There is a new documentary by Lewellyn Smith, Vincent Brown and Christine Herbes-Sommers, that should be of interest to scholars and students who want to learn about the early, anthropological study of race. The film takes a look at the career of Melville J. Herskovits, the pioneering Jewish American anthropologist of African Studies and controversial intellectual who established the first African Studies Center at an American university and authored, “The Myth of the Negro Past.” The filmmakers weave together a nuanced discussion of Jewish exile and immigration along with African and African American culture and identity. Here’s a short (3:15) clip:
The film is a co-production of Vital Pictures and the Independent Television Service (ITVS), Executive Producer for ITVS Sally Jo Fifer, and is distributed by California Newsreel. It’s 57 minutes long, so it’s a good length for use in the classroom. Really fascinating, highly recommended.
There is some fascinating research being done these days with mapping and the visual representation of data, some of it illustrates the reality of incarceration as the new form of Jim Crow segregation.
Currently, the U.S. has more than 2 million people incarcerated in jails and prisons. A disproportionate of these come from a handful of neighborhoods, and in many places the concentration of incarceration rates is so dense that some states are spending in excess of a million dollars a year to lock up the residents of single city blocks. A lack of opportunity in the legitimate economic structure, combined with more opportunities in the unofficial economy, and the aggressive police state practices that Joe mentioned yesterday, fairly guarantees high reincarceration rates. In fact, roughly forty percent of those who are released and reenter their communities do not stay more than three years before they are reincarcerated. These “million dollar blocks” are almost exclusively also blocks where African American and Latino people live.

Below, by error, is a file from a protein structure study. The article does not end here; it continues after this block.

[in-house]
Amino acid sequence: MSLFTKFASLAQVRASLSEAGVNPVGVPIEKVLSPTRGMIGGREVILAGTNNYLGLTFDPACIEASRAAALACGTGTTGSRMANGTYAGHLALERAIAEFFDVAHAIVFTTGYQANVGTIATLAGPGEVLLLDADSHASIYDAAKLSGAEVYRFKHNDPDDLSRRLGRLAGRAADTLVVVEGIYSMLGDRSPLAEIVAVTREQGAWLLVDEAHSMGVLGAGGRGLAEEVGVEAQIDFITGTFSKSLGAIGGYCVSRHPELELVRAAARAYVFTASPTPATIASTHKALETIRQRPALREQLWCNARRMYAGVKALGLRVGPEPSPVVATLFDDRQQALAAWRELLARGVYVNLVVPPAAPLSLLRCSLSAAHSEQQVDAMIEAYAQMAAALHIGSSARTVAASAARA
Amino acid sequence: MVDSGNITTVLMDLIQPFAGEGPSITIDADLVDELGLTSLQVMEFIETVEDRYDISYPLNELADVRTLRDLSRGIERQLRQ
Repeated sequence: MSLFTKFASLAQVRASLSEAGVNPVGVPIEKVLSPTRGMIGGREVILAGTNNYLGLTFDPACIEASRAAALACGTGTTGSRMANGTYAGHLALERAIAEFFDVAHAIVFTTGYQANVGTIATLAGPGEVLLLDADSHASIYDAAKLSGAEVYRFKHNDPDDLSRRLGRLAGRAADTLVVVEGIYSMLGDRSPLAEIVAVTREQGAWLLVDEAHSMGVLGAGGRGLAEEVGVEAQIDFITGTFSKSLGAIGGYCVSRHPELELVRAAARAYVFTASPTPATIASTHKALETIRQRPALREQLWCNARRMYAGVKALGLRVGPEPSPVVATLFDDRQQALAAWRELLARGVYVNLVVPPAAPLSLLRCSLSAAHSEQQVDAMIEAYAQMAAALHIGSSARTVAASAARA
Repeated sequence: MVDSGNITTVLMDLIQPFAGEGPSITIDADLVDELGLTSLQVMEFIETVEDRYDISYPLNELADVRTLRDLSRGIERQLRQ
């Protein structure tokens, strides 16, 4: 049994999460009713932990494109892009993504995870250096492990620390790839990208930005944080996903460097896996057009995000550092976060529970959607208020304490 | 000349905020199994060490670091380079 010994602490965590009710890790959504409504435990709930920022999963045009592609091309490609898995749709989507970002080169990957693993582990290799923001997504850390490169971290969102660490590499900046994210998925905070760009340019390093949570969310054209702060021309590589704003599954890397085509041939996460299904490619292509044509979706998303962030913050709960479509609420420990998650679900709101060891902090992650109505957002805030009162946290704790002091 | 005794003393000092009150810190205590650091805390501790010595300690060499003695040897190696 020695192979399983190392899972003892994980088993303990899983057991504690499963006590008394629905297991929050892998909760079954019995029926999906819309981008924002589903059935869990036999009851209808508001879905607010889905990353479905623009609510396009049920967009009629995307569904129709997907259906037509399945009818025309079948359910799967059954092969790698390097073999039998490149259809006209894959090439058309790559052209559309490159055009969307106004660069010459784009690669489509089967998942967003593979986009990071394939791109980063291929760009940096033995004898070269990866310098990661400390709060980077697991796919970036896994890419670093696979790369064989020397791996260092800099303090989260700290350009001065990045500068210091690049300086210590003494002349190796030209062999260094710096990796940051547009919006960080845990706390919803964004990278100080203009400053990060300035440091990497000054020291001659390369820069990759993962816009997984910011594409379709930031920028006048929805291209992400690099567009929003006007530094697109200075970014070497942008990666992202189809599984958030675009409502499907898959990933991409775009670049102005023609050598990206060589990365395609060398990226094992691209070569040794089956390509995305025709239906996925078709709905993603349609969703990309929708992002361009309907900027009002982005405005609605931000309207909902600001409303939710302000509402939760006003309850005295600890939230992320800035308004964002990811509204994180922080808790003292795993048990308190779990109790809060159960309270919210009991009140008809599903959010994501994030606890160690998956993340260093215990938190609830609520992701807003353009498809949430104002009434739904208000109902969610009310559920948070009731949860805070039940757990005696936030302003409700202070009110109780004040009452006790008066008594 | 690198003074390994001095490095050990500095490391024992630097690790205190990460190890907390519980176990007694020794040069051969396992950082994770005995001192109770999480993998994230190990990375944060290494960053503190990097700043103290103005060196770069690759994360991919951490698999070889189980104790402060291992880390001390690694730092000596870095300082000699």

Blogger Julie Netherland notes the staggering public health costs of such policies, then poses the relevant question here: “how could we improve the health of these neighborhoods if we invested a million dollars into community development, jobs, or education … instead of incarceration? How many public health problems could be solved?” Indeed, I suspect the health of these “million dollar blocks” would look a lot different if we could shift the focus from incarceration to community development.
This systemic pattern of incarcerating black and brown young men from a few city blocks is a continuation of decades of social, political and cultural exclusion based on race. Legal scholar and litigator Michelle Alexander has a new book, The New Jim Crow: Mass Incarceration in the Age of Colorblindness, in which she argues that we have not ended racial caste in America: we have simply redesigned it. Her work shows that by targeting black men and decimating communities of color, the U.S. criminal justice system functions as a contemporary system of racial control, even as it formally adheres to the principle of color blindness.
So, while it is important to celebrate the victories over Jim Crow won at lunch counters, it is imperative that we look for ways to dismantle the current, pernicious system of Jim Crow segregation.